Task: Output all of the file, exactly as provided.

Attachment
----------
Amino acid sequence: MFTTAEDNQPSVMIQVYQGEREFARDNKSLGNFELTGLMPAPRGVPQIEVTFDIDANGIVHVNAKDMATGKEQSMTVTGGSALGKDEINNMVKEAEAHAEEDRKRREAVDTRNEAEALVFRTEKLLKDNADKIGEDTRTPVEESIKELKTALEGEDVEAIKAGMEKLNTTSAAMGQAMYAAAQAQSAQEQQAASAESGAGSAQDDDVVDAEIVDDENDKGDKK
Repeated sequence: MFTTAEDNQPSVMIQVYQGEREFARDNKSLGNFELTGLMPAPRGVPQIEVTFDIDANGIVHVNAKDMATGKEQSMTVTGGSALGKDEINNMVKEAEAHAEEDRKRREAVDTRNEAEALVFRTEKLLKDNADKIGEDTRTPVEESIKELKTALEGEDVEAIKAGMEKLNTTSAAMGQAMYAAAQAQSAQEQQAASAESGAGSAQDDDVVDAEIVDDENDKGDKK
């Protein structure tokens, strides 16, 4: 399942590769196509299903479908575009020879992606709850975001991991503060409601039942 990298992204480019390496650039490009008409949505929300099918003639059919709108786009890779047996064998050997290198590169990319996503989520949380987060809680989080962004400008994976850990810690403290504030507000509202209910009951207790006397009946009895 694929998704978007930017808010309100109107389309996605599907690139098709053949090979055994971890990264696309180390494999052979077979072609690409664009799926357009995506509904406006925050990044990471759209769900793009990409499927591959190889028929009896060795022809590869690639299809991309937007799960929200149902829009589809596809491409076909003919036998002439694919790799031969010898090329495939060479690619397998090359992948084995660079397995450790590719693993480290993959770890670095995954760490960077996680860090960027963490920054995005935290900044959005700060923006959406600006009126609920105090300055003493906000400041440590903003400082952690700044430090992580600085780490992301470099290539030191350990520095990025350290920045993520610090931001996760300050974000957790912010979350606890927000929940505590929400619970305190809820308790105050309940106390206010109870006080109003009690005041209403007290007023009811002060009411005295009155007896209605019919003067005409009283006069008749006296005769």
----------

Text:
Amino acid sequence: MFTTAEDNQPSVMIQVYQGEREFARDNKSLGNFELTGLMPAPRGVPQIEVTFDIDANGIVHVNAKDMATGKEQSMTVTGGSALGKDEINNMVKEAEAHAEEDRKRREAVDTRNEAEALVFRTEKLLKDNADKIGEDTRTPVEESIKELKTALEGEDVEAIKAGMEKLNTTSAAMGQAMYAAAQAQSAQEQQAASAESGAGSAQDDDVVDAEIVDDENDKGDKK
Repeated sequence: MFTTAEDNQPSVMIQVYQGEREFARDNKSLGNFELTGLMPAPRGVPQIEVTFDIDANGIVHVNAKDMATGKEQSMTVTGGSALGKDEINNMVKEAEAHAEEDRKRREAVDTRNEAEALVFRTEKLLKDNADKIGEDTRTPVEESIKELKTALEGEDVEAIKAGMEKLNTTSAAMGQAMYAAAQAQSAQEQQAASAESGAGSAQDDDVVDAEIVDDENDKGDKK
């Protein structure tokens, strides 16, 4: 399942590769196509299903479908575009020879992606709850975001991991503060409601039942 990298992204480019390496650039490009008409949505929300099918003639059919709108786009890779047996064998050997290198590169990319996503989520949380987060809680989080962004400008994976850990810690403290504030507000509202209910009951207790006397009946009895 694929998704978007930017808010309100109107389309996605599907690139098709053949090979055994971890990264696309180390494999052979077979072609690409664009799926357009995506509904406006925050990044990471759209769900793009990409499927591959190889028929009896060795022809590869690639299809991309937007799960929200149902829009589809596809491409076909003919036998002439694919790799031969010898090329495939060479690619397998090359992948084995660079397995450790590719693993480290993959770890670095995954760490960077996680860090960027963490920054995005935290900044959005700060923006959406600006009126609920105090300055003493906000400041440590903003400082952690700044430090992580600085780490992301470099290539030191350990520095990025350290920045993520610090931001996760300050974000957790912010979350606890927000929940505590929400619970305190809820308790105050309940106390206010109870006080109003009690005041209403007290007023009811002060009411005295009155007896209605019919003067005409009283006069008749006296005769």